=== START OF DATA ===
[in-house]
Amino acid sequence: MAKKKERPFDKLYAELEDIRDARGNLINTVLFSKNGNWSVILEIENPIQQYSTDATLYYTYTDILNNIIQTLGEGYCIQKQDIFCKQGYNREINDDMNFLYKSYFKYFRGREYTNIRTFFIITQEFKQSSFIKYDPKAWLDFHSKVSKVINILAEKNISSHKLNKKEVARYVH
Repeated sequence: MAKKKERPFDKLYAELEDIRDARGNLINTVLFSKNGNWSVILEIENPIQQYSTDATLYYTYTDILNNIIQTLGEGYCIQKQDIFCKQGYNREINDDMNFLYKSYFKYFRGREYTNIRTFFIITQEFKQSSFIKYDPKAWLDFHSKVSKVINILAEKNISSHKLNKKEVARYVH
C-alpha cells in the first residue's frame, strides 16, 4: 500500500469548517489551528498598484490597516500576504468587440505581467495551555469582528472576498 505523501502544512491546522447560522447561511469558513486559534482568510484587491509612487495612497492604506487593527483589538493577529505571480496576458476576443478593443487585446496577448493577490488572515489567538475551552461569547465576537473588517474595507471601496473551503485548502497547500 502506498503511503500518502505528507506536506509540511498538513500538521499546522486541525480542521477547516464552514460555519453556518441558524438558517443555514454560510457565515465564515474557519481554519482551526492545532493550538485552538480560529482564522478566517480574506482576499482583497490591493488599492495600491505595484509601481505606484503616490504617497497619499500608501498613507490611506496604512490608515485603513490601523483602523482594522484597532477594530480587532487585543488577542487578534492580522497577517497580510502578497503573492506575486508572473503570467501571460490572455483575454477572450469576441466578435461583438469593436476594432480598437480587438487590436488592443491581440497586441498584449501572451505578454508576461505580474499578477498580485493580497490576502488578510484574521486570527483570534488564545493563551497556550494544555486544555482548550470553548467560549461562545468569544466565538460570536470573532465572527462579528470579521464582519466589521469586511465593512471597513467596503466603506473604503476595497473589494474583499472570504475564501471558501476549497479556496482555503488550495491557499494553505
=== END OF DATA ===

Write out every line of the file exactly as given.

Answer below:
[in-house]
Amino acid sequence: MAKKKERPFDKLYAELEDIRDARGNLINTVLFSKNGNWSVILEIENPIQQYSTDATLYYTYTDILNNIIQTLGEGYCIQKQDIFCKQGYNREINDDMNFLYKSYFKYFRGREYTNIRTFFIITQEFKQSSFIKYDPKAWLDFHSKVSKVINILAEKNISSHKLNKKEVARYVH
Repeated sequence: MAKKKERPFDKLYAELEDIRDARGNLINTVLFSKNGNWSVILEIENPIQQYSTDATLYYTYTDILNNIIQTLGEGYCIQKQDIFCKQGYNREINDDMNFLYKSYFKYFRGREYTNIRTFFIITQEFKQSSFIKYDPKAWLDFHSKVSKVINILAEKNISSHKLNKKEVARYVH
C-alpha cells in the first residue's frame, strides 16, 4: 500500500469548517489551528498598484490597516500576504468587440505581467495551555469582528472576498 505523501502544512491546522447560522447561511469558513486559534482568510484587491509612487495612497492604506487593527483589538493577529505571480496576458476576443478593443487585446496577448493577490488572515489567538475551552461569547465576537473588517474595507471601496473551503485548502497547500 502506498503511503500518502505528507506536506509540511498538513500538521499546522486541525480542521477547516464552514460555519453556518441558524438558517443555514454560510457565515465564515474557519481554519482551526492545532493550538485552538480560529482564522478566517480574506482576499482583497490591493488599492495600491505595484509601481505606484503616490504617497497619499500608501498613507490611506496604512490608515485603513490601523483602523482594522484597532477594530480587532487585543488577542487578534492580522497577517497580510502578497503573492506575486508572473503570467501571460490572455483575454477572450469576441466578435461583438469593436476594432480598437480587438487590436488592443491581440497586441498584449501572451505578454508576461505580474499578477498580485493580497490576502488578510484574521486570527483570534488564545493563551497556550494544555486544555482548550470553548467560549461562545468569544466565538460570536470573532465572527462579528470579521464582519466589521469586511465593512471597513467596503466603506473604503476595497473589494474583499472570504475564501471558501476549497479556496482555503488550495491557499494553505